Rather than keeping all of the records in a central location, such as a single server farm, the blockchain is distributed throughout all the participating computer nodes in the network. That way, if there is a failure in one node, it can’t take down all the data.
Additionally, because a blockchain operates using the principle of consensus, the nodes have to agree to the information. If someone tried to change the blockchain at one node, the other nodes in the system would be able to identify the error.
The only reason that Ethereum was able to erase its hack was that enough members of the system agreed to create an alternative chain. However, the record still remains as part of the Ethereum Classic blockchain.
Even though blockchains are known for cryptocurrency transactions, the reality is that they can perform a number of functions, including play-to-earn games and online virtual worlds like Decentraland.
Blockchains often have native tokens that represent various transactions and abilities. It’s a digital representation or file, and can also be a proof of ownership.
Bitcoin is a token native to the Bitcoin network. It’s a digital currency and can be used in exchange for goods and services — or it can be seen as a store of value. When someone wants to use Bitcoin to pay for something, they send it to someone's Bitcoin wallet address. This transaction is largely anonymous because the user is represented by an address or string of letters and numbers.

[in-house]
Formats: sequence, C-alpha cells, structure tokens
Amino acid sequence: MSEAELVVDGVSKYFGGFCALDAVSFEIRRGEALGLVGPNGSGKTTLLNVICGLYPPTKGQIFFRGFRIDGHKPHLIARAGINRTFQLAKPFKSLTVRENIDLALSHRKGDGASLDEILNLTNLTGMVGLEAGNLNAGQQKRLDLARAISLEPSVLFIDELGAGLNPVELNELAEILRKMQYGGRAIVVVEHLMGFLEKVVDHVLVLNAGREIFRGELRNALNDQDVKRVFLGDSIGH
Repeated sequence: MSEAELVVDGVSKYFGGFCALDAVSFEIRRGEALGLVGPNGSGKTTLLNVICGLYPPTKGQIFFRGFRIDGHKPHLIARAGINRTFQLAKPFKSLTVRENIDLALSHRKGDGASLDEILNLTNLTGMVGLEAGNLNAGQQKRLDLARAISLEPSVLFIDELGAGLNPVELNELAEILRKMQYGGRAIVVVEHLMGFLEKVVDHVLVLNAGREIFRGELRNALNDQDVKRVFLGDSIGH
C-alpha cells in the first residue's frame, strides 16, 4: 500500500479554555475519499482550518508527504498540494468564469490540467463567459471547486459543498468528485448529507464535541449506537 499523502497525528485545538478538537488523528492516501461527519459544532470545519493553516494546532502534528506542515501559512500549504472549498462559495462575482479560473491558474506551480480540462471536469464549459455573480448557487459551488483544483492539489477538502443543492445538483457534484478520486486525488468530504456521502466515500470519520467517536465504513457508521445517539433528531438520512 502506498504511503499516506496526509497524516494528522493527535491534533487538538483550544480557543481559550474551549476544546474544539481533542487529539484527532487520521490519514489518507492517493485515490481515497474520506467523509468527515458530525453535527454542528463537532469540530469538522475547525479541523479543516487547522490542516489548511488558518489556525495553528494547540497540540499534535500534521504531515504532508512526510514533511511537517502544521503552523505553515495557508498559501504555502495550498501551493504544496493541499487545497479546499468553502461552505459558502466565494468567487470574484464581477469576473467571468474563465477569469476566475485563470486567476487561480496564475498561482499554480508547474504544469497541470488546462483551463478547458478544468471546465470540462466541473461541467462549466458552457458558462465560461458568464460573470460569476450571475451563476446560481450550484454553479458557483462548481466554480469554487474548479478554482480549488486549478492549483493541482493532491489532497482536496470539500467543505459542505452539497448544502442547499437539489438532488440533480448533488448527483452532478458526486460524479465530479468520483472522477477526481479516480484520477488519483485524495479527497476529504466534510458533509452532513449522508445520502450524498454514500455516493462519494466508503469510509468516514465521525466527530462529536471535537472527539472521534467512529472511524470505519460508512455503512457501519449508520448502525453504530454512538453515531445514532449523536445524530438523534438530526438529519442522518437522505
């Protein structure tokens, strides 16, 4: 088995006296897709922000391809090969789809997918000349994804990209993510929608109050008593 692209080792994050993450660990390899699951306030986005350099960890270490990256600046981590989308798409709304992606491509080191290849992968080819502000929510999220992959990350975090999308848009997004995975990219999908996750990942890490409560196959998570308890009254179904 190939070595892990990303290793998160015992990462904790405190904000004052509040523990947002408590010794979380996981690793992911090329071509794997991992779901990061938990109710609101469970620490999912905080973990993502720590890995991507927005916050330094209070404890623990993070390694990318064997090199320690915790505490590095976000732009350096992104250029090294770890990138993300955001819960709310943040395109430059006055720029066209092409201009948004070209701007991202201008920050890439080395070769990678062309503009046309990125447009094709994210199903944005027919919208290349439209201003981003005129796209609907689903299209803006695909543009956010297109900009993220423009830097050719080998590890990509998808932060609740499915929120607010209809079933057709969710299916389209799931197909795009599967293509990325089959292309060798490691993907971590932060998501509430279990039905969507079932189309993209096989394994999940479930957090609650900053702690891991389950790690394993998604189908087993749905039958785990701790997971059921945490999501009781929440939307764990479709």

Here's a personal example: let's say someone wanted to pay me for writing an article using bitcoin (as happened in 2011).
To start this process, I would set up a crypto wallet where I can accept cryptocurrencies like bitcoin as payment.
After I completed the article, the buyer would send me the amount of bitcoin that we agreed upon. This transaction would be recorded in the ledger, and everyone would see that my buyer had transferred ownership of their bitcoin to my unique wallet address.
These days, people use a variety of centralized and decentralized exchanges to send cryptocurrencies to one another. For example, you could open an account with Coinbase or Gemini, buy popular cryptocurrencies, and send them to other people around the world.
But tokens are also used for other purposes. For example, NFTs have become popular because they provide proof of ownership for video, music, and digital files. It’s also possible to tokenize concert tickets and medical records.